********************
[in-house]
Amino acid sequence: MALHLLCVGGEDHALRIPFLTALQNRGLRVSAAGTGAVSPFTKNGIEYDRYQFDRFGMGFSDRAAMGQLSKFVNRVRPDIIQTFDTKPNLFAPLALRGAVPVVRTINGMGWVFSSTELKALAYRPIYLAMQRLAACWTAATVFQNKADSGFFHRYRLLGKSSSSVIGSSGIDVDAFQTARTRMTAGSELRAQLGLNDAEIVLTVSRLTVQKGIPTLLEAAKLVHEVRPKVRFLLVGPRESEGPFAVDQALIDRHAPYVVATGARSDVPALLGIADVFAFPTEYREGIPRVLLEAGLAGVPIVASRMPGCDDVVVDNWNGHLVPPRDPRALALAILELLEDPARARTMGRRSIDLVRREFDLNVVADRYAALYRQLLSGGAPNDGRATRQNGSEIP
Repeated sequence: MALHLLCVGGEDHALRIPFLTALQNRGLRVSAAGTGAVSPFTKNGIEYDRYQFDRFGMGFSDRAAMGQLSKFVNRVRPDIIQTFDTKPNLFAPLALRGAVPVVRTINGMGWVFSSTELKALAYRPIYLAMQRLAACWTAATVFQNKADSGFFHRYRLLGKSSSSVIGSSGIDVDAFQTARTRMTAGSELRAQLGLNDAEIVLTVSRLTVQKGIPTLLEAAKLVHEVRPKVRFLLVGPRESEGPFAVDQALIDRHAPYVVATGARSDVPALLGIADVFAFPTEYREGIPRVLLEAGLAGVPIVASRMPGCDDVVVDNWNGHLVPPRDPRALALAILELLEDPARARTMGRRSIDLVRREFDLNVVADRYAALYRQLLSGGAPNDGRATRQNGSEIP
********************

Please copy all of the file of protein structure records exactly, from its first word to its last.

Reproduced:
[in-house]
Amino acid sequence: MALHLLCVGGEDHALRIPFLTALQNRGLRVSAAGTGAVSPFTKNGIEYDRYQFDRFGMGFSDRAAMGQLSKFVNRVRPDIIQTFDTKPNLFAPLALRGAVPVVRTINGMGWVFSSTELKALAYRPIYLAMQRLAACWTAATVFQNKADSGFFHRYRLLGKSSSSVIGSSGIDVDAFQTARTRMTAGSELRAQLGLNDAEIVLTVSRLTVQKGIPTLLEAAKLVHEVRPKVRFLLVGPRESEGPFAVDQALIDRHAPYVVATGARSDVPALLGIADVFAFPTEYREGIPRVLLEAGLAGVPIVASRMPGCDDVVVDNWNGHLVPPRDPRALALAILELLEDPARARTMGRRSIDLVRREFDLNVVADRYAALYRQLLSGGAPNDGRATRQNGSEIP
Repeated sequence: MALHLLCVGGEDHALRIPFLTALQNRGLRVSAAGTGAVSPFTKNGIEYDRYQFDRFGMGFSDRAAMGQLSKFVNRVRPDIIQTFDTKPNLFAPLALRGAVPVVRTINGMGWVFSSTELKALAYRPIYLAMQRLAACWTAATVFQNKADSGFFHRYRLLGKSSSSVIGSSGIDVDAFQTARTRMTAGSELRAQLGLNDAEIVLTVSRLTVQKGIPTLLEAAKLVHEVRPKVRFLLVGPRESEGPFAVDQALIDRHAPYVVATGARSDVPALLGIADVFAFPTEYREGIPRVLLEAGLAGVPIVASRMPGCDDVVVDNWNGHLVPPRDPRALALAILELLEDPARARTMGRRSIDLVRREFDLNVVADRYAALYRQLLSGGAPNDGRATRQNGSEIP